Sen. Rand Paul of Kentucky, who’s seeking the GOP presidential nomination, will headline a rally with several pro-life groups outside the Capitol on Thursday, calling on Congress to cut off funding for Planned Parenthood in the spending bill that must be passed by Oct. 1 to avert a shutdown.”If we shut down government it will be because you have willful Republicans who are prepared to take the government hostage to attain their ends,” Hoyer told reporters in the Capitol. “It will not be a stumble, it will be a considered objective,” he added, “and a number of them have said so publicly.”
The Planned Parenthood attack begins Thursday, September 10 in the House with a presentation billed Planned Parenthood Exposed: Examining the Horrific Abortion Practices at the Nation’s Largest Abortion Provider. Just some quick facts about Planned Parenthood: Abortions account for only 3% of their total services, 80% of their clients receive services to prevent unplanned pregnancy from occurring, 1 in 5 women in the U.S. has visited a Planned Parenthood at least once in her lifetime, and Planned Parenthood provides nearly 400,000 Pap tests and 500,000 breast exams each year— tests vital in screening for cancer.
Potent political issues include a meeting of the Committee on Oversight and Government Reform titled Violence on the Border: Keeping U.S. Personnel Safe. According to testimony submitted,The U.S.-Mexico border regions, and the communities within it, are interconnected in many ways. Through collaboration and coordination with our many Federal, state, local, tribal and international government partners, we have made great strides with regard to the integrity and security of our borders, and with the safety of our frontline personnel.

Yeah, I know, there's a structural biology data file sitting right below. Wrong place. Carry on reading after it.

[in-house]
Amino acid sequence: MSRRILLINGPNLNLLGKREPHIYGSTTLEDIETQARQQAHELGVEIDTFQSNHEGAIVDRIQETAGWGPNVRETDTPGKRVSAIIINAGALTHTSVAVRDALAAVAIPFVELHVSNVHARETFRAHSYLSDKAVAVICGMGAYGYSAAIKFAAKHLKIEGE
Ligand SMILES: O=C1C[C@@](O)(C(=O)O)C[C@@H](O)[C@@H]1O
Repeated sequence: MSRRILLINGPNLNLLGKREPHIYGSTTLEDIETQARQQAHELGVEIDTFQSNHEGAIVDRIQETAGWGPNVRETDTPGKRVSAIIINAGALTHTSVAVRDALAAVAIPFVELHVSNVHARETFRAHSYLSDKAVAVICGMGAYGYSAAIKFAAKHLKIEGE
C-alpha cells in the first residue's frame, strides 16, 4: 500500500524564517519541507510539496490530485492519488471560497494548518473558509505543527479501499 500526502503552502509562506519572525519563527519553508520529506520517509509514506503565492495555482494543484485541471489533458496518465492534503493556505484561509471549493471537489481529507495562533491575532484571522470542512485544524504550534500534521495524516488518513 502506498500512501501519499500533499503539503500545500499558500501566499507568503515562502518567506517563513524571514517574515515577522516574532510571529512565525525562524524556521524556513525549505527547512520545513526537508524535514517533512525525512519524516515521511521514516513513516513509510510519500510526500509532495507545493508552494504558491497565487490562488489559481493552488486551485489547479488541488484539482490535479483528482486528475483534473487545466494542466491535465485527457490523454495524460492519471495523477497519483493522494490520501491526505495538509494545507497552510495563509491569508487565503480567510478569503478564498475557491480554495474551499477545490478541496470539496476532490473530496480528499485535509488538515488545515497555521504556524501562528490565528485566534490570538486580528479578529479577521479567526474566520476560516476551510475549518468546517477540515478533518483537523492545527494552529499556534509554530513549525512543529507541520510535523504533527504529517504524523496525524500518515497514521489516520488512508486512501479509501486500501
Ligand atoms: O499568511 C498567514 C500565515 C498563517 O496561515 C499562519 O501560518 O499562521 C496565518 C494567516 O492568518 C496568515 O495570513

Export-Import Bank re-authorization is another hot topic of debate. As of June, 30, 2015, the bank’s charter expired and was not renewed. This means that its ability to give new commitments is restricted, but it is allowed to administer previous obligations. Basically, Exim is on a very tight leash during the deciding process. A bit of history, since 1934, the Export-Import Bank (Exim) has been the official U.S. export credit agency, financing the purchase of U.S. manufacturing exports by foreign governments and companies when private lenders are unavailable or unwilling.
The defenders of the U.S. Export-Import Bank deserve credit for their message discipline. Since its charter expired on June 30, the businesses and politicians that benefit from it have used the same phrase to try scaring Congress into resurrecting the bank: An America without Ex-Im has “unilaterally disarmed” itself. Ex-Im is an example of corporate welfare and business-government collusion, not something that matters to America’s standing in the world. It sends tens of billions of taxpayer dollars—$20.5 billion last year alone—to businesses overseas, supporting less than two percent of the country’s exports along the way. This helps a select few domestic businesses that export their products, but it simultaneously places their competitors and companies in different industries at a disadvantage. The bank also gives billions of taxpayer dollars to companies and countries that are undermining America’s national security interests.